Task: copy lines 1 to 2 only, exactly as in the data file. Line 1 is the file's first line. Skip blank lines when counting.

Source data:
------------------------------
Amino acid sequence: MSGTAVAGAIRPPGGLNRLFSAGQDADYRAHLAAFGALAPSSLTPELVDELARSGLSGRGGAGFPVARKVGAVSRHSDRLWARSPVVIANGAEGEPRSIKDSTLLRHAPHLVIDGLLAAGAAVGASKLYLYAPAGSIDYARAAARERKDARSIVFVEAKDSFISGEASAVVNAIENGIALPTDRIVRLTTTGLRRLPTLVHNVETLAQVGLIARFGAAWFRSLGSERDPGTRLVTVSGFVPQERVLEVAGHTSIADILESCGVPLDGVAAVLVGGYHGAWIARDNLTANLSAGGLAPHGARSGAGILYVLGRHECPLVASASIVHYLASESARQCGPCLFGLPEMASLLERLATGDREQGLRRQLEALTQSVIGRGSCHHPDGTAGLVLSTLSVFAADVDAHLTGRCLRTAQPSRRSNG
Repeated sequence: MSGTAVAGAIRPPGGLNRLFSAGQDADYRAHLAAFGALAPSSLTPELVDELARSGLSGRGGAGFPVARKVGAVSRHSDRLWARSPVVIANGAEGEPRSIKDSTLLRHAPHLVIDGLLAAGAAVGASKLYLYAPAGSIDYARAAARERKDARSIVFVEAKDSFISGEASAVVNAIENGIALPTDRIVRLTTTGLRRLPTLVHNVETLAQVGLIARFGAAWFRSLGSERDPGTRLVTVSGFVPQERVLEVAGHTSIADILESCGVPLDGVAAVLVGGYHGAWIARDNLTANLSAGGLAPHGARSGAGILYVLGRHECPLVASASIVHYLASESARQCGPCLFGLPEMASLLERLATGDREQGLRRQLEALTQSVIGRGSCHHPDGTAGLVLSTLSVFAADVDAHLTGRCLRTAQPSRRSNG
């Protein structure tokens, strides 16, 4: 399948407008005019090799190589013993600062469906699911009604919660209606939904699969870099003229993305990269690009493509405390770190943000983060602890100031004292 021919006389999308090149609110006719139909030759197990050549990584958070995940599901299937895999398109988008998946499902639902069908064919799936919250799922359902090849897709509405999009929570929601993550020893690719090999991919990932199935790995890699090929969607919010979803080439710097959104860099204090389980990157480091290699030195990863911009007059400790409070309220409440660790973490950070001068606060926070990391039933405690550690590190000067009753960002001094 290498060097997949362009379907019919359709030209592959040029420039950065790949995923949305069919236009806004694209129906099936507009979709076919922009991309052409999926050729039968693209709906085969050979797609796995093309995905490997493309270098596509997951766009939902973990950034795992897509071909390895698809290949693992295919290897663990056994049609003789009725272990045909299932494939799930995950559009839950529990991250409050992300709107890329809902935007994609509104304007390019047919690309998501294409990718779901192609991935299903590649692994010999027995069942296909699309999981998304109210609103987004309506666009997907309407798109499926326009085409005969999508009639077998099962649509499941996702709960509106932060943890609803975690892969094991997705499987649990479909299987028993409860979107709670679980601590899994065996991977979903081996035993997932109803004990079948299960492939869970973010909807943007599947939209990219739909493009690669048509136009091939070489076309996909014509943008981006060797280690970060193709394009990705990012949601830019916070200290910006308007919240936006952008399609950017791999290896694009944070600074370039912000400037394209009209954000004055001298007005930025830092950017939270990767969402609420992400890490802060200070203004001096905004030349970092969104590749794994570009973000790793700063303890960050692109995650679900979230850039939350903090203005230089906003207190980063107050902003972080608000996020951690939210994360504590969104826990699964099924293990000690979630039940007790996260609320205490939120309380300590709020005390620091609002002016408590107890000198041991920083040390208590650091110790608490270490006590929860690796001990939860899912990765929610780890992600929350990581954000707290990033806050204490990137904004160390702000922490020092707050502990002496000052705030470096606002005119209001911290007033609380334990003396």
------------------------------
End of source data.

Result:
Amino acid sequence: MSGTAVAGAIRPPGGLNRLFSAGQDADYRAHLAAFGALAPSSLTPELVDELARSGLSGRGGAGFPVARKVGAVSRHSDRLWARSPVVIANGAEGEPRSIKDSTLLRHAPHLVIDGLLAAGAAVGASKLYLYAPAGSIDYARAAARERKDARSIVFVEAKDSFISGEASAVVNAIENGIALPTDRIVRLTTTGLRRLPTLVHNVETLAQVGLIARFGAAWFRSLGSERDPGTRLVTVSGFVPQERVLEVAGHTSIADILESCGVPLDGVAAVLVGGYHGAWIARDNLTANLSAGGLAPHGARSGAGILYVLGRHECPLVASASIVHYLASESARQCGPCLFGLPEMASLLERLATGDREQGLRRQLEALTQSVIGRGSCHHPDGTAGLVLSTLSVFAADVDAHLTGRCLRTAQPSRRSNG
Repeated sequence: MSGTAVAGAIRPPGGLNRLFSAGQDADYRAHLAAFGALAPSSLTPELVDELARSGLSGRGGAGFPVARKVGAVSRHSDRLWARSPVVIANGAEGEPRSIKDSTLLRHAPHLVIDGLLAAGAAVGASKLYLYAPAGSIDYARAAARERKDARSIVFVEAKDSFISGEASAVVNAIENGIALPTDRIVRLTTTGLRRLPTLVHNVETLAQVGLIARFGAAWFRSLGSERDPGTRLVTVSGFVPQERVLEVAGHTSIADILESCGVPLDGVAAVLVGGYHGAWIARDNLTANLSAGGLAPHGARSGAGILYVLGRHECPLVASASIVHYLASESARQCGPCLFGLPEMASLLERLATGDREQGLRRQLEALTQSVIGRGSCHHPDGTAGLVLSTLSVFAADVDAHLTGRCLRTAQPSRRSNG